Assess The Impact Of The Team's Attitude Towards Group Work (Other (Not Listed) Sample)
you were part of a group who presented your finding on a case study relating to an issue in your sector of study. you will need to write a reflective account of your approach and attitude to the presentation task:
TASK 1: ASSESS THE IMPACT OF THE TEAM'S ATTITUDE TOWARDS GROUP WORK.
TASK 2: evaluate the impact of individual's capabilities and competences towards group work. (NB: DISCUSS TUCKMAN AND JENSEN'S THEORY ON TEAM DEVELOPMENT FRO TASK 1 AND BELBIN'S THEORY RELATING TO TEAM ROLES FOR TASK 2)
TASK 3: MAKE RECOMMENDATIONS FOR IMPROVING YOUR GROUP'S EFFECTIVENESS.
TOC \o "1-3" \h \z \u Introduction PAGEREF _Toc509549744 \h 3Task 1: Impact of the Team’s Attitude Towards Group Work PAGEREF _Toc509549745 \h 3Forming PAGEREF _Toc509549746 \h 3Storming PAGEREF _Toc509549747 \h 4Norming PAGEREF _Toc509549748 \h 4Performing PAGEREF _Toc509549749 \h 4Adjourning PAGEREF _Toc509549750 \h 5Task 2: Impact of Individual’s Capabilities Towards Group Work PAGEREF _Toc509549751 \h 5Task 3: Recommendations for Improving Group’s Effectiveness PAGEREF _Toc509549752 \h 7Conclusion PAGEREF _Toc509549753 \h 8List of References PAGEREF _Toc509549754 \h 9
This report will provide a reflection focused on the assessment of the impact of the team’s attitude towards group based on the theory on team development by Tuckman and Jensen. In the second task, the report will evaluate the impact of individual’s competences towards group work using Beblin’s theory on team roles. Further, recommendations for improving effectiveness of a team will be provided.
Task 1: Impact of the Team’s Attitude Towards Group Work
In order to understand the impact of the team’s attitude towards group work, Tuckman & Jensen (1977) have put forward some common stages for team growth and development. Both authors argue that all teams or groups tend to demonstrate aspects of the five succeeding phases they suggest; Forming, storming, norming, performing and adjourning (Tuckman & Jensen, 1977). The theory is important because it distinguishes the fact that teams do not commence fully-formed and functioning. Both indicate that teams develop through well defined phases, from their formation as groups of individuals, to consistent, task-focused groups.
Source: (Kaplan Financial Ltd, 2012)
The initial stage requires high dependence on leader for direction and guidance. Little conformity on team objectives other than picked up from leader (Tuckman & Jensen, 1977). The roles and responsibilities of individuals are indistinguishable at this stage. It is therefore necessary for leaders to be reader to answer countless questions regarding group’s purpose, aims and external relationships. Mostly, processes are often overlooked whereas group members test forbearance of leader and system. Besides, members explore the peripheries of satisfactory group behaviour. Combined with enthusiasm and satisfaction as being selected for the group, there is often a few unease and trepidation regarding the success of the venture (Tuckman & Jensen, 1977).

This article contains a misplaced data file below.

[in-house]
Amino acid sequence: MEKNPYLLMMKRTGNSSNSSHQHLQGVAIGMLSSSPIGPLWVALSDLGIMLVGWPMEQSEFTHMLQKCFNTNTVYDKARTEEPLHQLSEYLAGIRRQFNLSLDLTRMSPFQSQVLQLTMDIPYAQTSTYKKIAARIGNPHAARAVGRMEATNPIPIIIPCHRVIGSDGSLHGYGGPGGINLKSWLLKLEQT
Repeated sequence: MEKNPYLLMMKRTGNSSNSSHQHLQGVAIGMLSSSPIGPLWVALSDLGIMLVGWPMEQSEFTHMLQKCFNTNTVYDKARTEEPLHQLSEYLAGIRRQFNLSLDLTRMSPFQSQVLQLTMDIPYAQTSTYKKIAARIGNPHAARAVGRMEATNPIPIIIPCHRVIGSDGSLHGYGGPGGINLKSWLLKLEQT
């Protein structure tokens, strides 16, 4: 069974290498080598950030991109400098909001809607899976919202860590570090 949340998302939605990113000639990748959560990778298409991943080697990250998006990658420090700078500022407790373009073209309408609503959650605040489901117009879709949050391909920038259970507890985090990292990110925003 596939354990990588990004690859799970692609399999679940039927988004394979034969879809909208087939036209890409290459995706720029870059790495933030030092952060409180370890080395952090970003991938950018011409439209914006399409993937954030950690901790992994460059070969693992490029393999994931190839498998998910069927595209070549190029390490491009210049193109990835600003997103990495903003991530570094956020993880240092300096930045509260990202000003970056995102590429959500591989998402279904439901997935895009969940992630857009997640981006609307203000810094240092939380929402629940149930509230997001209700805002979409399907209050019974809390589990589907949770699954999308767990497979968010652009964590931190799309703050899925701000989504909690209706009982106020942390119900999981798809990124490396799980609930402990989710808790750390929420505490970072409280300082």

It is obvious that decisions do not come without difficulty within a team (Johnston, Clark & Shulver, 2012). At this stage, group members contend for position as they try to ascertain themselves proportionate to other group members and the leader, who might face challenges from group members. Precision of purpose increases and on the contrary plenty of ambiguities persist. Groups and factions develop and as a result there may be struggle for power. Thus, the group need to be focussed on its objectives to avoid becoming diverted by emotional and relationships matters. Concessions may be needed to enable group development. Besides, Tuckman & Jensen (1977) argue that group members may show intolerance, jealousy and possibly a tacit or explicit identification of a pecking order within a group.
At this phase, most of the members understand and recognize the team customs, or basic rules, including the roles they are required to perform as individual groups. Agreement at this stage largely forms among the group, who take action effectively to facilitation by director. Responsibilities and roles are understandable and accepted. Unison and commitment is also strong at this phase. The group members may participate in entertainment and social activities; they can also discuss and develop its processes and the methods of working. There is general admiration for the team leader and a few of leadership is more shared by the group.